She told us: "I hope I will return to fiction. I don't want to write books because that's what the world expects me to do. I want to write a book when I have a book that needs to be written or wants to be written; not just because that's a profession." That moment has not yet come.

About her writing technique, which has dazzled so many critics and readers, she says that she knows no rules. She thinks or herself neither as a linear nor hierarchical thinker, and in describing the way she tried to capture the society in which her characters were caught, and the way they lived their lives, it became clear that she wanted to paint a picture of how difficult it is to pursue love - which always produces, she believes, vulnerability - in a society where class and caste impose rigid boundaries and exert hard punishment on anyone who tries to stray across them.

Just as she says that pessimism and optimism aren't in a binary relationship - being opposites between which you have to choose - so she sees the pain of love as something that's inevitable if the joy of it is going to be appreciated. She refused to choose between gloom and hope: they're both there in the book.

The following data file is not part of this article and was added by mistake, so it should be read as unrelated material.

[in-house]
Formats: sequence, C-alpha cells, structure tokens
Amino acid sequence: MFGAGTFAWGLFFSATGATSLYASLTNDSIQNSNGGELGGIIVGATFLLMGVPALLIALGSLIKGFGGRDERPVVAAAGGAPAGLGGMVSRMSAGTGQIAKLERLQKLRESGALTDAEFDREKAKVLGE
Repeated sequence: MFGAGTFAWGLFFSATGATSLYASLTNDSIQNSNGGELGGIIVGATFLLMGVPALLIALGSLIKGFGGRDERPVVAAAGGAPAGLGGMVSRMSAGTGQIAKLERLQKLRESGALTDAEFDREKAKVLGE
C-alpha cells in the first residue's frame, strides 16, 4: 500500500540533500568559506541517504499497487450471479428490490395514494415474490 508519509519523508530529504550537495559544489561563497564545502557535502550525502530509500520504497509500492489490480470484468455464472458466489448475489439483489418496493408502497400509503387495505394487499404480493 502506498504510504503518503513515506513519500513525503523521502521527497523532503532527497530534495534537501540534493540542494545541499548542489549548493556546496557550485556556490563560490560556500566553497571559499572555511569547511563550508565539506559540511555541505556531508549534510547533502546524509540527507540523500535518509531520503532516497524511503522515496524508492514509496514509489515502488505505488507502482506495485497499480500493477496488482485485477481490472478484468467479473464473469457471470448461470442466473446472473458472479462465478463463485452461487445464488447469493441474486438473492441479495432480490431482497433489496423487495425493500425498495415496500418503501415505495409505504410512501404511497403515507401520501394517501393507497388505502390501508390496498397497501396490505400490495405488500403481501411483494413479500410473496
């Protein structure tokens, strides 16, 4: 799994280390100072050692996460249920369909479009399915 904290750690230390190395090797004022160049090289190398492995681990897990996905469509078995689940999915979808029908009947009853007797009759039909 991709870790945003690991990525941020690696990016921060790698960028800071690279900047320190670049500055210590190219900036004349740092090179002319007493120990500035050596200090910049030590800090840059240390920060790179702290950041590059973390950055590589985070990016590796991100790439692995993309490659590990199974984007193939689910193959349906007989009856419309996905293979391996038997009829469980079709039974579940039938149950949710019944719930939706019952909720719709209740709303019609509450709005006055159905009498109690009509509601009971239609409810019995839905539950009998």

I suspect that the reason why it was such a success is that the style in which she tells the story - its layers, the overlapping of time, the back-and-forth twists of the narrative, the idea of the compression of a long story into a brief moment in history - is utterly original.

When you put that together with the sheer exultation in the physical presence of India - especially the smells and the colours - you have a powerful mix.

One of our readers who had grown up in India said that when he read the passages in the pickle factory it made him want to go and wipe his hands afterwards.

The emotions in the book are very powerful - it deals with death, love that has to struggle to be fulfilled, and a touch of incest (because of a shared feeling of desolation) - yet they seem to sit naturally in a society where the natural world always seems about to overwhelm the people, and the rules that are forced upon them are often impossible to obey.

I'm glad we have come to The God of Small Things because in the end I think we had to.

Jim Naughtie presents Bookclub

  • Next month's book is a cult novel of a quite different kind. Iain Banks wrote The Wasp Factory in the mid-eighties and it became something of a latter-day version of The Catcher in the Rye in the way that it tried to unpick the difficulties, the cruelties and the contradictions of the early teenage years. It divided readers then, and still does. It's our book for November - Sunday 6 November at 4pm - and I hope you enjoy it.
  • Visit the Bookclub website where you can listen to the cast archive of author interviews, download the Bookclub podcasts and sign up for the email newsletter.
  • Follow Radio 4 on Twitter and Facebook.